Thursday, March 25, 2010

Not green but local. Nice little sign.

Sent from my BlackBerry while doing another green delivery.

Monday, March 22, 2010

Hybrids vs Biodiesel - An answer I like. "All"s well that ends oil"

Here's an response to that question many of us tree huggers have faced over the last several years, that I found in Yahoo Green by Umbra Fisk or  Keep in mind that both technologies continue to improve with diesels making the greater strides lately. Hopefully all will be replaced in the near future by electric as we need to reduce our dependency on foreign oil....

"Either choice is a good one as long as you continue to find alternatives to driving, and your car-n-fuel expenses do not prohibit other environmentally beneficial acts (e.g., insulating your house). These guidelines apply to everyone, not just you. I usually mention them at the end, but thought I'd try setting them up front.
A good passenger diesel car will get about 34 mpg, according to the EPA, and about 50 mpg or more according to the word on the street. A good gas-electric hybrid, the Prius, will get in the mid-40s mpg, according to both accounts. Gasoline emits about 24 pounds of CO2 per gallon, regular diesel about 28, biodiesel (B100) about 7.3, and your 20-80 mix (B20) around 23.
We can do a little math to compare the emissions from two cars: Using the EPA's handy charts, I chose the '06 diesel VW Bug to go up against the Prius. In 100 miles at 45 mpg, the Prius emits 53.3 pounds of CO2. Over the same 100 miles, the 34 mpg Bug will release 81 pounds on diesel, 21 pounds on B100, and 67 pounds on B20.
To go further with this little cul-de-sac of carbon math, you would then figure out how many months and miles of B100 vs. B20 per year for your climate. Compare those to the emissions from yearly gasoline miles of your chosen hybrid, and there you are. (I'm not going to bother with the further calculations, as we would be delving too far into the theoretical.)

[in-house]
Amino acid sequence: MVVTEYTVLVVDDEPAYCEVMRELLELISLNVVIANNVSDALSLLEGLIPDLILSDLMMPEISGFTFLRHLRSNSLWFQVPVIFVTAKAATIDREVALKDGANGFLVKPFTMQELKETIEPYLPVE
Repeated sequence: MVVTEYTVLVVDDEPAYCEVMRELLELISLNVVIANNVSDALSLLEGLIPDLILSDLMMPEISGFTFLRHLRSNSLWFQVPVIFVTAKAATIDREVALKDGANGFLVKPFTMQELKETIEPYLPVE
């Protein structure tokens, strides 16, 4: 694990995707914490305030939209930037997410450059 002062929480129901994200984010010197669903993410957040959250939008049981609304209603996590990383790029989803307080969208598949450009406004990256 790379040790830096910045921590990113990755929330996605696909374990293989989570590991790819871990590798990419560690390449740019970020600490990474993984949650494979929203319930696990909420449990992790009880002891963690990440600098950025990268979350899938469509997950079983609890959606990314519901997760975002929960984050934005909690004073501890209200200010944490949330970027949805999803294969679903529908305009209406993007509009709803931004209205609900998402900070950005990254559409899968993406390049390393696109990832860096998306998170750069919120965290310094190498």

Diesel fuels are also responsible for significant particulate matter emissions, which are almost all reduced with both B100 and B20. Nitrogen oxides are slightly increased -- here's a handy chart [PDF]. The Biodiesel Board also provides an interesting Emissions Reduction calculator for diesel fuels.
That's the emissions roundup, but as to which will be better for the environment ... Down here in the stacks it's always Clark Williams-Derry Appreciation Week, and Clark has interesting things to say about car comparisons. Here is a thought-provoking Clark piece about the role of spending money in car choices, which you may enjoy: Is it better to put money into a car (and its expensive fuel) or keep the money in your pocket for that insulation project?
As I said at the outset, I think both your choices are good, with the added benefit of pushing the car economy toward more efficient private vehicles. Just avoid plain old diesel, whatever you do."

Monday, March 1, 2010

Cute electric car in Berkeley.

Sent from my BlackBerry while doing another green delivery.